Final Diagnosis -- A 45 year old man with foregut duplicaiton cyst of the tongue



The foregut gives rise to the pharynx and its associated structures as well as to the lower respiratory tract, esophagus, stomach, duodenum, and hepatobiliary tract1. Heterotopic rests of foregut- derived epithelium may be encountered as a foregut duplication cyst, also known as foregut cyst/ enteric duplication cyst/ gastrointestinal cyst/ choristomatic cyst. The epithelium in these duplication cysts may be gastric, respiratory, intestinal, colonic, or pancreatic and may not necessarily correlate with the level at which the cyst is found. Mixed mucosal lesions are common. 2 Bronchogenic cysts belong to the same category but are differentiated by the presence of hyaline cartilage.

Foregut duplication cysts of the head and neck are extremely rare, with only 65 cases reported as of 1997. 3 They are three times more common in males and usually occur in infancy, but have manifested in adults as an asymptomatic swelling 3. When large these cysts may cause respiratory distress, difficulty with oral feedings, increased salivation, and speech disturbances.4 An exceptional case of adenocarcinoma arising in a foregut duplication cyst of the tongue has been reported. 5

Diagnostic features of a foregut duplication cyst include 1) a coat of alimentary muscle, usually smooth muscle, 2) attachment to the alimentary tract, 3) a foregut derived mucosal lining. Choristomatic and heterotopic cysts are not required by definition to have a coat of muscle.6 The cyst may be entirely enclosed within the body of the tongue, floor of mouth, hypopharynx, anterior neck, larynx, or submandibular gland, and it may communicate with the surface.3

The embryology of this lesion in the tongue is unclear but several theories have been postulated:

  1. When the embryo is at the 3 to 4mm stage (4 weeks), the undifferentiated primitive stomach lies in the mid neck close to the primordium of the tongue. The endodermal gastric mucosa may become entrapped in the midline of the tongue by fusion of the lateral lingual swellings over the tuberculum impar.7 This however does not explain the presence of these lesions in the lateral tongue and presence of colonic / intestinal mucosa.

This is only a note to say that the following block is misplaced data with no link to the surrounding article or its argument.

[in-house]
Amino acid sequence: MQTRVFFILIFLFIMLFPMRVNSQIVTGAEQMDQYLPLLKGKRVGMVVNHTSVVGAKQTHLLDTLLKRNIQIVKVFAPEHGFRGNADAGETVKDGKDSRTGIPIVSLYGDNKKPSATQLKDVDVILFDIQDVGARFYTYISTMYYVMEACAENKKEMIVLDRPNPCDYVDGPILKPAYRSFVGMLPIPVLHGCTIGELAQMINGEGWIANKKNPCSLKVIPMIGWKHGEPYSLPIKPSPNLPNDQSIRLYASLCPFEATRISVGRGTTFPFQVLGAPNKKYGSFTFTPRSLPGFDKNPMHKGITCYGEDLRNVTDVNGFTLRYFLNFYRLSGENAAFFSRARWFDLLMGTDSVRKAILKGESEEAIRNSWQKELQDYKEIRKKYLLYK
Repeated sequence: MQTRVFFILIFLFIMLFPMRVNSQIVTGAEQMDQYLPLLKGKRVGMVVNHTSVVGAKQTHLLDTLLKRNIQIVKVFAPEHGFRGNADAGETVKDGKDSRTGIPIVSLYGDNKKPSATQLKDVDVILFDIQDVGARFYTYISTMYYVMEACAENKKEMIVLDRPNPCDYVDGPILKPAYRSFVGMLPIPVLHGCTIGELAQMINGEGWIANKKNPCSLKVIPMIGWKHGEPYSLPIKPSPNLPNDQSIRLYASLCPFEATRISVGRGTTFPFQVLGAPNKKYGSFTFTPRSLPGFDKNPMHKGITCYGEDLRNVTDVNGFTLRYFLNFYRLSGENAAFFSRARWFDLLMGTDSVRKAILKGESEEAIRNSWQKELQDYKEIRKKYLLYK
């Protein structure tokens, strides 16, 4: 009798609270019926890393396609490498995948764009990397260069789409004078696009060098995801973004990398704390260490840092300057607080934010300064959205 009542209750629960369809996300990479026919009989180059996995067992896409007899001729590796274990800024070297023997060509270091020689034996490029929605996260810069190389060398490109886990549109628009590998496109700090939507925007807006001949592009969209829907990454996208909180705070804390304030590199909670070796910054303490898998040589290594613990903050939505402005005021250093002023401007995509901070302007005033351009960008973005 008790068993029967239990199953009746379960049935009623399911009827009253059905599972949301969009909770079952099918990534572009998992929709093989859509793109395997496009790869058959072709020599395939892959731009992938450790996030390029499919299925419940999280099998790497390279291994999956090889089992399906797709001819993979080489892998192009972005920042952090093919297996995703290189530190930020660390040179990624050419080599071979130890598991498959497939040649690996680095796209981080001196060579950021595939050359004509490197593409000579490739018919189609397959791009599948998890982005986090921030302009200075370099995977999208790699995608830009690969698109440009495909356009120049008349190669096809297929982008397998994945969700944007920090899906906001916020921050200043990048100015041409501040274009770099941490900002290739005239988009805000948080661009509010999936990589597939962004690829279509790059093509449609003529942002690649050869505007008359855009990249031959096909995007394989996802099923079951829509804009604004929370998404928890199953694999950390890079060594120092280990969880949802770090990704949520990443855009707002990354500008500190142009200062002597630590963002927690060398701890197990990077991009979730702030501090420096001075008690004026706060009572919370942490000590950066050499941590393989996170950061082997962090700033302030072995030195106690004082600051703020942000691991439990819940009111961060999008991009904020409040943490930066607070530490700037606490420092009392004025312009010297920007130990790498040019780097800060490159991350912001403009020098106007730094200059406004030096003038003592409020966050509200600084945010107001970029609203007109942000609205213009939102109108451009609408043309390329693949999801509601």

2. Daley et al 8 proposed that undifferentiated endodermal cells that normally cover the floor of the primitive stomadeum become entrapped and are subjected to a different embryonic induction. This results in gastrointestinal differentiation.
  3. Veeneklaas 9 initially proposed the currently accepted explanation in 1952, when he observed vertebral clefts and rib anomalies in association with intestinal duplications. He suggested that a disturbance in the development of the notochord and surrounding structures accounted for misplaced segments of gastrointestinal mucosa and the adherent endodermal cells became entrapped during the infolding of the notochordal plate.
  4. These lesions may arise from thyroglossal duct cyst or salivary retention cysts7, 10. However the lesions that occur in the anterior tongue are too anterior to arise from thyroglossal cyst, and, moreover, thyroid follicles have never been associated with heterotopic gastric mucosa 8 and salivary gland tissue must first dedifferentiate and then differentiate into gastrointestinal tissue.

Clinically, the differential diagnosis include teratomas, dermoid cyst, thyroglossal duct cyst, lingual thyroid, lymphangioma, hemangioma, hamartomas, gliomas, retention cyst, squamous cell carcinoma, rhabdomyosarcoma, and granular cell tumor.4 Magnetic resonance imaging is the investigation of choice though preoperative diagnosis is rarely made. Complete excision of cyst with removal of the mucosal lining is the treatment of choice. Aspiration alone results in recurrence, and the functional mucosa will continue to secrete mucus and acid if left intact with a risk of ulceration and bleeding. The long-term prognosis is excellent 2 with only one case reported with adenocarcinoma arising in the cyst 5.


  1. Moore KLP, Persaud TVN. The Developing Human: Clinically Oriented Embryology. 7th ed: Philadelphia, Pa: WB Saunders Co; 2003.
  2. Eaton D, Billings K, Timmons C, Booth T, Biavati JM. Congenital foregut duplication cysts of the anterior tongue. Arch Otolaryngol Head Neck Surg. 2001;127:1484-7.
  3. Ohbayashi Y, Miyake M, Nagahata S. Gastrointestinal cyst of the tongue: a possible duplication cyst of foregut origin. J Oral Maxillofac Surg. 1997;55:626-8; discussion 629-30.
  4. Lalwani AK, Lalwani RB, Bartlett PC. Heterotopic gastric mucosal cyst of the tongue. Otolaryngol Head Neck Surg. 1993;108:204-5.
  5. Volchok J, Jaffer A, Cooper T, Al-Sabbagh A, Cavalli G. Adenocarcinoma arising in a lingual foregut duplication cyst. Arch Otolaryngol Head Neck Surg. 2007;133:717-9.
  6. Mirchandani R, Sciubba J, Gloster ES. Congenital oral cyst with heterotopic gastrointestinal and respiratory mucosa. Arch Pathol Lab Med. 1989;113:1301-2.
  7. Woolgar JA, Smith AJ. Heterotopic gastrointestinal cyst of oral cavity: a developmental lesion? Oral Surg Oral Med Oral Pathol. 1988;66:223-5.
  8. Daley TD, Wysocki GP, Lovas GL, Smout MS. Heterotopic gastric cyst of the oral cavity. Head Neck Surg. 1984;7:168-71.
  9. Veeneklaas GM. Pathogenesis of intrathoracic gastrogenic cysts. AMA Am J Dis Child. 1952;83:500-7.
  10. Gruskin P, Landolfe FR. Heterotopic gastric mucosa of the tongue 94 vol;

Contributed by Nidhi Aggarwal, MD and E. Leon Barnes, Jr., MD.

Case IndexCME Case StudiesFeedbackHome